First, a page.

This installment of Insights is brought to you by Tipalti.
So, Netflix had a bad week.
Actually, by its own recent stellar standards, Netflix had a horrendous week. Quarterly earnings beat expectations, but subscriber growth was anemic, barely half what analysts expected. The U.S. subscriber count even dropped slightly, for the second time ever.
Wall Street, which had puffed up the company’s share price 67 percent the past year, did not take the news well. The stock fell more than 10 percent in a day, and now is down a fifth since May. A further annoyance: multiple law firms are trolling for plaintiffs for shareholder lawsuits.
Worse, Netflix financed its splurges on content ($13 billion in 2018, maybe $15 billion this year) in part with junk bonds, made reasonably pretty by those hefty stock prices. That may become a less cost-effective option, just when Netflix is about to get serious new competitors.
And the question is…
Several big questions now loom, over Netflix and over the entire business of online video:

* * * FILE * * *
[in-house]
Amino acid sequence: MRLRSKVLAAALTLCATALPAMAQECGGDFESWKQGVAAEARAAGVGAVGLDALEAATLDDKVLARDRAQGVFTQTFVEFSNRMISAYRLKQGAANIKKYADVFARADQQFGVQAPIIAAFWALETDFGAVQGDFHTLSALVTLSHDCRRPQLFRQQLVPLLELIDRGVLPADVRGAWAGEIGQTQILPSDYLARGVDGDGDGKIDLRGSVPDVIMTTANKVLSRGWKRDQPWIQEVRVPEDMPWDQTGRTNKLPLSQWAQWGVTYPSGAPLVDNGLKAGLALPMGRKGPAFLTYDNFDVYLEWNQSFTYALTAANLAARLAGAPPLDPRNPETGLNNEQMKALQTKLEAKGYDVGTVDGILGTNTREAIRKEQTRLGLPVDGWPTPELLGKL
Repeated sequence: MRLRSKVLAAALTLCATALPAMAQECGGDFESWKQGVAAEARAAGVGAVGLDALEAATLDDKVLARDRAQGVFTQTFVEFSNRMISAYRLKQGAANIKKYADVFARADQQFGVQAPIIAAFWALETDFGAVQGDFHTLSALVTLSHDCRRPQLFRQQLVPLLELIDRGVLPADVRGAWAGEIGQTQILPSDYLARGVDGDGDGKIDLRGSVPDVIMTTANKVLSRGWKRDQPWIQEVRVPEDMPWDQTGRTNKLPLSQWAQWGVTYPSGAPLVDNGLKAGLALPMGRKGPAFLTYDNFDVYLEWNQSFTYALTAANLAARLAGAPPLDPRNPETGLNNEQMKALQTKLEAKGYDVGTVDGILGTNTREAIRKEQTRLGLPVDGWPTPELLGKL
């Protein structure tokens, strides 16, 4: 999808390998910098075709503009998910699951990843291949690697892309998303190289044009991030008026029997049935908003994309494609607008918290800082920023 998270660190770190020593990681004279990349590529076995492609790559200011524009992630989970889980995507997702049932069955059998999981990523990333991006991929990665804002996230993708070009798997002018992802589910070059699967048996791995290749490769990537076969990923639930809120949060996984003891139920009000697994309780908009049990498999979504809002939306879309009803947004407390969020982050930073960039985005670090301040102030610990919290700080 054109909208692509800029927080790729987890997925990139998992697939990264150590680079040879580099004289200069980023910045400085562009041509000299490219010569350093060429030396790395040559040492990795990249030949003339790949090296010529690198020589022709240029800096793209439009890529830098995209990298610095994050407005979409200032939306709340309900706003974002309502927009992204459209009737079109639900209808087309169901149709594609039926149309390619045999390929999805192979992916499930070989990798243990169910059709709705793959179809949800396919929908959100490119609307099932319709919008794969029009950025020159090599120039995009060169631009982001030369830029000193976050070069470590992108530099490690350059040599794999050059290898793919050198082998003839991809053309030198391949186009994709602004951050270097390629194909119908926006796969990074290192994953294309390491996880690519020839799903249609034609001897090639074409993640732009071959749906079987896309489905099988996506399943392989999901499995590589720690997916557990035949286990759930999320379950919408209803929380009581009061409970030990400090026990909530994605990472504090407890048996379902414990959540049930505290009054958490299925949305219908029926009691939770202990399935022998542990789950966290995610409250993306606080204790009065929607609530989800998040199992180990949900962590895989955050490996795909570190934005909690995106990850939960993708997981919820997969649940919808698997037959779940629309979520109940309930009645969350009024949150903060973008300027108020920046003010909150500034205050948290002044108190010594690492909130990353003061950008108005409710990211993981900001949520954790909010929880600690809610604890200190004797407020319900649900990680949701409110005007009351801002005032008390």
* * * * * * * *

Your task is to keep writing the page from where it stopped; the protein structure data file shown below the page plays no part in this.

- Is Netflix’s epic run done, its bold deficit-driven spending on content finally catching up with the laws of financial gravity?
- If so, can Disney+, Apple, HBO Max and Whatever They’ll Call NBCUniversal’s Thing take advantage?
- Can ad-supported services like Tubi, Pluto, Xumo, and Future Today really take advantage?
It’s important to say that Netflix could have just had a bad quarter. It’s had them before, then forges on. But the front-loaded Netflix business model has always generated some suppressed anxiety. Lots of investors hopped on the company’s bandwagon, but kvetched about potentially fragile axles.
Is a bounce-back coming?
Still, Netflix could (will) once again bounce back. After all, last earnings season, the company did warn that it expected “temporary churn” after raising prices.